More borrowers paying down blac

July 29, 2010 10:00AM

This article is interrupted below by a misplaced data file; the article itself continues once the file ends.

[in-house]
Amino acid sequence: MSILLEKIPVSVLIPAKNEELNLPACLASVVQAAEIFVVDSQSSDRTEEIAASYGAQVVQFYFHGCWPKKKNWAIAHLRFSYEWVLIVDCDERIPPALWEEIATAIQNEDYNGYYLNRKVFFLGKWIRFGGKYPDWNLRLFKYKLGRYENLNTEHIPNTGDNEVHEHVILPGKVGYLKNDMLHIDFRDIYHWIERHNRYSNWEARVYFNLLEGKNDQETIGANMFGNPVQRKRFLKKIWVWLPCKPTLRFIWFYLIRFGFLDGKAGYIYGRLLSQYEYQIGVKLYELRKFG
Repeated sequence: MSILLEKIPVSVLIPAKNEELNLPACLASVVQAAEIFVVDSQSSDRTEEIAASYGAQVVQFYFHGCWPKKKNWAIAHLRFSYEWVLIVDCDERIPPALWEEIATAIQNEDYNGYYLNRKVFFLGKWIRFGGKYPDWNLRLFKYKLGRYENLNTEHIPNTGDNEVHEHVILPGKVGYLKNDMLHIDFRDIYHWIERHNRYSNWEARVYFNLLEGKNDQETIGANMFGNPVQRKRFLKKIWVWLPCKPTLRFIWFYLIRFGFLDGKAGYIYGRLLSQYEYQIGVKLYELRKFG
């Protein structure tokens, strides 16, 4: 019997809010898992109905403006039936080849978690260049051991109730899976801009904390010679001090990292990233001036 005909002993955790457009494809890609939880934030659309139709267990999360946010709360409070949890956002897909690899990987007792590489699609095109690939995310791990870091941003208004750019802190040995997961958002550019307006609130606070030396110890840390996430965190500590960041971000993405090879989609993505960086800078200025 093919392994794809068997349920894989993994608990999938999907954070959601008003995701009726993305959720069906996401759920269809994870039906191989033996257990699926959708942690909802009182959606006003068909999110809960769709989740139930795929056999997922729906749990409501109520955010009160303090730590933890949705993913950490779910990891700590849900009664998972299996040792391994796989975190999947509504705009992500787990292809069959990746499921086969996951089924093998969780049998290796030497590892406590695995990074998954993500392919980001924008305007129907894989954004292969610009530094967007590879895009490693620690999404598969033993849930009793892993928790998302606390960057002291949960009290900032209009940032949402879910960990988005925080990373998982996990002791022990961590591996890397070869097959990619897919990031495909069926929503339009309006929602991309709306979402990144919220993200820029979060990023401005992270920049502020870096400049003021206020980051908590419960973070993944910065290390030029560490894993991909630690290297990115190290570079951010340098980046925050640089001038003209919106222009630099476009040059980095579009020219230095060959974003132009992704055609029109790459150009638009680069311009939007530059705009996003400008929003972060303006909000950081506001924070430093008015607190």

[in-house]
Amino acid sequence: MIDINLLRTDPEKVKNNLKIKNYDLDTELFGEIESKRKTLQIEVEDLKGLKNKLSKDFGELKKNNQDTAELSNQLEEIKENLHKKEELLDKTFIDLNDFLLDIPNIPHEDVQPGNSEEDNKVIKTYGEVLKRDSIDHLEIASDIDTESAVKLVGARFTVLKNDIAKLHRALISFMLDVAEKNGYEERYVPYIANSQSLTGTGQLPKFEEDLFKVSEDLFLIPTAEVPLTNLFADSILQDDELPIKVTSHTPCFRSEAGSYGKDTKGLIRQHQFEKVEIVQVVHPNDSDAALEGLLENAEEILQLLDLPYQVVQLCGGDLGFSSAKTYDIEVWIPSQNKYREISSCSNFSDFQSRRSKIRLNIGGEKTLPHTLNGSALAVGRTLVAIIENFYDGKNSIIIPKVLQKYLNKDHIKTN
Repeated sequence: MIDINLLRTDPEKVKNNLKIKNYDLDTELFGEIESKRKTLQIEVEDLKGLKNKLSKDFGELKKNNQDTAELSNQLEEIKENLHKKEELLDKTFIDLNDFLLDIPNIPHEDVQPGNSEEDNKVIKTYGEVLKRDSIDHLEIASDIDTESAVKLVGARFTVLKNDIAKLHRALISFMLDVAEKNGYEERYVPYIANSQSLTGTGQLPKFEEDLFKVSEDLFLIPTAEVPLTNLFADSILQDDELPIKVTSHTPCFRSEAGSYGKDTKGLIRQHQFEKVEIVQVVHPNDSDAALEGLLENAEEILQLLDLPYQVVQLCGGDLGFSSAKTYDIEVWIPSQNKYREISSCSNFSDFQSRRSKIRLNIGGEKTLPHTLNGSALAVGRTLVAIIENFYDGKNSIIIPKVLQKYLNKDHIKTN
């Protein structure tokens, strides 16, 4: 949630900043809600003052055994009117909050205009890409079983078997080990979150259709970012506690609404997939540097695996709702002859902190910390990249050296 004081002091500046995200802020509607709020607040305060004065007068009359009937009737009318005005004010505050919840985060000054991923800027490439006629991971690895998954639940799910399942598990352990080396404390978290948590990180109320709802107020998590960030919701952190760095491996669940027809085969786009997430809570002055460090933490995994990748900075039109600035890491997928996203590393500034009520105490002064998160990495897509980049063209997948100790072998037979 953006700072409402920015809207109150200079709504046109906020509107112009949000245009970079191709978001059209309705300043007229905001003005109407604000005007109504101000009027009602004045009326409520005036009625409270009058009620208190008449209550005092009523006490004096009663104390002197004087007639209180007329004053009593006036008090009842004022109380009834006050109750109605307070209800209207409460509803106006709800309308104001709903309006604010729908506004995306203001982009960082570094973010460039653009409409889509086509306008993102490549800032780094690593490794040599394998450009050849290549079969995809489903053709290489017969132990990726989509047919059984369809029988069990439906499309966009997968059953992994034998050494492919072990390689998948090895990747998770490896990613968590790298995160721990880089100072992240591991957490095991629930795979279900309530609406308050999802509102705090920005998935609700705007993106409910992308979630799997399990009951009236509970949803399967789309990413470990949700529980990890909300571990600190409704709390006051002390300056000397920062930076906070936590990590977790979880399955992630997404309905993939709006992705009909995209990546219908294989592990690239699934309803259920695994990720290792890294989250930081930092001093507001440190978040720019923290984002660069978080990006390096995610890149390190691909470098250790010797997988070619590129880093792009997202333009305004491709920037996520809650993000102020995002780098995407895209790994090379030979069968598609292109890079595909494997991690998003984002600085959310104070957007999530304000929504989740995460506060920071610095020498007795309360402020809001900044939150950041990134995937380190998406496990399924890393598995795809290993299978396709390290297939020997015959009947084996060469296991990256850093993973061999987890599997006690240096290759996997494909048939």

Homeowners looking to refinance are increasingly putting down cash at the closing table in order to lower their principal balance and take out a new loan at a lower rate, according to data from Freddie Mac released yesterday. During the second quarter, 22 percent of homeowners who refinanced put down additional money to pay off some of their principal for the third-highest “cash-in” share of refinancing borrowers since Freddie Mac started tracking them in 1985. Borrowers who increased their loan balance by 5 percent or more — or took “cash-out”, as the practice is called — made up 27 percent of refinance loans during the second quarter. The last three quarters have seen the lowest “cash-out” shares since 1985, which the Freddie Mac report attributed to low home prices and tightened underwriting standards. “Interest rates on fixed-rate mortgages are at 50-year lows, making refinancing attractive if borrowers qualify, and similarly rates on savings instruments like CDs are also very low, which makes the choice of paying down mortgage principal very attractive to borrowers with extra cash reserves,” explained Frank Nothaft, vice president and chief economist at Freddie Mac. TRD